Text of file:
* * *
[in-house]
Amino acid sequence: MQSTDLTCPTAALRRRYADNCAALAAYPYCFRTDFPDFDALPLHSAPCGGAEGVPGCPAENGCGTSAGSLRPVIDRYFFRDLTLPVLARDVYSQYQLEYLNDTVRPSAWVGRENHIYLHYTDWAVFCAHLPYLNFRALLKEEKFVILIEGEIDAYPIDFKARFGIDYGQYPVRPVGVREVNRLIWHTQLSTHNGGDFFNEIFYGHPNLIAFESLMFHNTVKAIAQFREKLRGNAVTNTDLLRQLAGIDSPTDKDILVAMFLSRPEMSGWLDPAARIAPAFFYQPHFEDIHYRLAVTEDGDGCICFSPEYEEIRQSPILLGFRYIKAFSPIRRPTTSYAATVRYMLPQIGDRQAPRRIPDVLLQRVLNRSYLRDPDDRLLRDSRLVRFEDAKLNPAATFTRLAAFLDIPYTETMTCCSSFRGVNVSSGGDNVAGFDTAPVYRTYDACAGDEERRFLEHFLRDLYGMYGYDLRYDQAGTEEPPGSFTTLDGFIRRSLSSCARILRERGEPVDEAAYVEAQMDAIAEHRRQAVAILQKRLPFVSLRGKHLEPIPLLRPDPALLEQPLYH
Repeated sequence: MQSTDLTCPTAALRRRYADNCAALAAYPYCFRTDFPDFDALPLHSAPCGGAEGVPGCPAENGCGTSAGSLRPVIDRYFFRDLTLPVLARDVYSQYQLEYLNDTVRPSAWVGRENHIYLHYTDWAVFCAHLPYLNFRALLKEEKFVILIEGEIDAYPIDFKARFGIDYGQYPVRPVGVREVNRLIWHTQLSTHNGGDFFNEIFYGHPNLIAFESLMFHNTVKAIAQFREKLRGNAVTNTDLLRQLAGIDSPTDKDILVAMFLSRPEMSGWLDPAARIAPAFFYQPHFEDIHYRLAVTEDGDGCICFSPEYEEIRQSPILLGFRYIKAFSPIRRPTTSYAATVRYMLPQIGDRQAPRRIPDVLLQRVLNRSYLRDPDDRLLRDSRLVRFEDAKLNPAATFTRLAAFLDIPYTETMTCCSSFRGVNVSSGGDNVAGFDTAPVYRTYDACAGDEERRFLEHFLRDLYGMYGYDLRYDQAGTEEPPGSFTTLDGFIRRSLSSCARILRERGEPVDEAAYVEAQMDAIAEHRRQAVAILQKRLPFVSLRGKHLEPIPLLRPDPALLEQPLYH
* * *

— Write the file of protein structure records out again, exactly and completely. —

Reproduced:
[in-house]
Amino acid sequence: MQSTDLTCPTAALRRRYADNCAALAAYPYCFRTDFPDFDALPLHSAPCGGAEGVPGCPAENGCGTSAGSLRPVIDRYFFRDLTLPVLARDVYSQYQLEYLNDTVRPSAWVGRENHIYLHYTDWAVFCAHLPYLNFRALLKEEKFVILIEGEIDAYPIDFKARFGIDYGQYPVRPVGVREVNRLIWHTQLSTHNGGDFFNEIFYGHPNLIAFESLMFHNTVKAIAQFREKLRGNAVTNTDLLRQLAGIDSPTDKDILVAMFLSRPEMSGWLDPAARIAPAFFYQPHFEDIHYRLAVTEDGDGCICFSPEYEEIRQSPILLGFRYIKAFSPIRRPTTSYAATVRYMLPQIGDRQAPRRIPDVLLQRVLNRSYLRDPDDRLLRDSRLVRFEDAKLNPAATFTRLAAFLDIPYTETMTCCSSFRGVNVSSGGDNVAGFDTAPVYRTYDACAGDEERRFLEHFLRDLYGMYGYDLRYDQAGTEEPPGSFTTLDGFIRRSLSSCARILRERGEPVDEAAYVEAQMDAIAEHRRQAVAILQKRLPFVSLRGKHLEPIPLLRPDPALLEQPLYH
Repeated sequence: MQSTDLTCPTAALRRRYADNCAALAAYPYCFRTDFPDFDALPLHSAPCGGAEGVPGCPAENGCGTSAGSLRPVIDRYFFRDLTLPVLARDVYSQYQLEYLNDTVRPSAWVGRENHIYLHYTDWAVFCAHLPYLNFRALLKEEKFVILIEGEIDAYPIDFKARFGIDYGQYPVRPVGVREVNRLIWHTQLSTHNGGDFFNEIFYGHPNLIAFESLMFHNTVKAIAQFREKLRGNAVTNTDLLRQLAGIDSPTDKDILVAMFLSRPEMSGWLDPAARIAPAFFYQPHFEDIHYRLAVTEDGDGCICFSPEYEEIRQSPILLGFRYIKAFSPIRRPTTSYAATVRYMLPQIGDRQAPRRIPDVLLQRVLNRSYLRDPDDRLLRDSRLVRFEDAKLNPAATFTRLAAFLDIPYTETMTCCSSFRGVNVSSGGDNVAGFDTAPVYRTYDACAGDEERRFLEHFLRDLYGMYGYDLRYDQAGTEEPPGSFTTLDGFIRRSLSSCARILRERGEPVDEAAYVEAQMDAIAEHRRQAVAILQKRLPFVSLRGKHLEPIPLLRPDPALLEQPLYH